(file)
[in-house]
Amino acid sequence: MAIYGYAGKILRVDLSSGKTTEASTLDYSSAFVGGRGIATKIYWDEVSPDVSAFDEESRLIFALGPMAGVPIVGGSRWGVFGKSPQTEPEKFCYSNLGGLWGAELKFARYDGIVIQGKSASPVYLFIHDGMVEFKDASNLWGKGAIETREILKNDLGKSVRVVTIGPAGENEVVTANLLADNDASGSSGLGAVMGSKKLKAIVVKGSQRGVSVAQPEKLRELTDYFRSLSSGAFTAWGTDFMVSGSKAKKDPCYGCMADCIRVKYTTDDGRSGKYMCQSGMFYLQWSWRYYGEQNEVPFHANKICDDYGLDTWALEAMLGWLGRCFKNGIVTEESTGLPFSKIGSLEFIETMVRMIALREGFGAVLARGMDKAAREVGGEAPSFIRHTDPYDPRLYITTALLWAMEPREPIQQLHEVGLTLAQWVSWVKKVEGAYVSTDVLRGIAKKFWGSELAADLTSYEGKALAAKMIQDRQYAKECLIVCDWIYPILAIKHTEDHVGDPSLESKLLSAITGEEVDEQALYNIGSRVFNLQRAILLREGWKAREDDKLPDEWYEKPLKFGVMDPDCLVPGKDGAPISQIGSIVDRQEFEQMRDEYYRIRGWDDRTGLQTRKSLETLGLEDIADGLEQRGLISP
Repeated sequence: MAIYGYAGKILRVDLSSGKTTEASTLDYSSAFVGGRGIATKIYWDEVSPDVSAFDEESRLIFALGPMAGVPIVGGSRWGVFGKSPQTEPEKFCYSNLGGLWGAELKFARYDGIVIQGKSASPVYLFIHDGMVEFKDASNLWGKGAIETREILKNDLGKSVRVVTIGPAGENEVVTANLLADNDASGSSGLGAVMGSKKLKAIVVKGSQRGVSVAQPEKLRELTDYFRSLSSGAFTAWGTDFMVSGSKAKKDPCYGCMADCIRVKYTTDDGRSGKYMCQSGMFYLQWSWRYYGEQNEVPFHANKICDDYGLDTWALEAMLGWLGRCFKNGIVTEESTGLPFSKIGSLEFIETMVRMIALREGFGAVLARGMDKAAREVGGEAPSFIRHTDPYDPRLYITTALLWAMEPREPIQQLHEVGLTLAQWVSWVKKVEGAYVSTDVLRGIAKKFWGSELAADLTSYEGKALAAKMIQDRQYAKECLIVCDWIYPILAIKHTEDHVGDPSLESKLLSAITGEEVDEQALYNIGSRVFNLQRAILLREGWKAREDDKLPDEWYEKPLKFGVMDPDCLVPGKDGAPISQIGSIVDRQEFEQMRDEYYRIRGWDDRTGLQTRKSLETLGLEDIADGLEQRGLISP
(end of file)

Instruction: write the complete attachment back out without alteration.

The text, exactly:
[in-house]
Amino acid sequence: MAIYGYAGKILRVDLSSGKTTEASTLDYSSAFVGGRGIATKIYWDEVSPDVSAFDEESRLIFALGPMAGVPIVGGSRWGVFGKSPQTEPEKFCYSNLGGLWGAELKFARYDGIVIQGKSASPVYLFIHDGMVEFKDASNLWGKGAIETREILKNDLGKSVRVVTIGPAGENEVVTANLLADNDASGSSGLGAVMGSKKLKAIVVKGSQRGVSVAQPEKLRELTDYFRSLSSGAFTAWGTDFMVSGSKAKKDPCYGCMADCIRVKYTTDDGRSGKYMCQSGMFYLQWSWRYYGEQNEVPFHANKICDDYGLDTWALEAMLGWLGRCFKNGIVTEESTGLPFSKIGSLEFIETMVRMIALREGFGAVLARGMDKAAREVGGEAPSFIRHTDPYDPRLYITTALLWAMEPREPIQQLHEVGLTLAQWVSWVKKVEGAYVSTDVLRGIAKKFWGSELAADLTSYEGKALAAKMIQDRQYAKECLIVCDWIYPILAIKHTEDHVGDPSLESKLLSAITGEEVDEQALYNIGSRVFNLQRAILLREGWKAREDDKLPDEWYEKPLKFGVMDPDCLVPGKDGAPISQIGSIVDRQEFEQMRDEYYRIRGWDDRTGLQTRKSLETLGLEDIADGLEQRGLISP
Repeated sequence: MAIYGYAGKILRVDLSSGKTTEASTLDYSSAFVGGRGIATKIYWDEVSPDVSAFDEESRLIFALGPMAGVPIVGGSRWGVFGKSPQTEPEKFCYSNLGGLWGAELKFARYDGIVIQGKSASPVYLFIHDGMVEFKDASNLWGKGAIETREILKNDLGKSVRVVTIGPAGENEVVTANLLADNDASGSSGLGAVMGSKKLKAIVVKGSQRGVSVAQPEKLRELTDYFRSLSSGAFTAWGTDFMVSGSKAKKDPCYGCMADCIRVKYTTDDGRSGKYMCQSGMFYLQWSWRYYGEQNEVPFHANKICDDYGLDTWALEAMLGWLGRCFKNGIVTEESTGLPFSKIGSLEFIETMVRMIALREGFGAVLARGMDKAAREVGGEAPSFIRHTDPYDPRLYITTALLWAMEPREPIQQLHEVGLTLAQWVSWVKKVEGAYVSTDVLRGIAKKFWGSELAADLTSYEGKALAAKMIQDRQYAKECLIVCDWIYPILAIKHTEDHVGDPSLESKLLSAITGEEVDEQALYNIGSRVFNLQRAILLREGWKAREDDKLPDEWYEKPLKFGVMDPDCLVPGKDGAPISQIGSIVDRQEFEQMRDEYYRIRGWDDRTGLQTRKSLETLGLEDIADGLEQRGLISP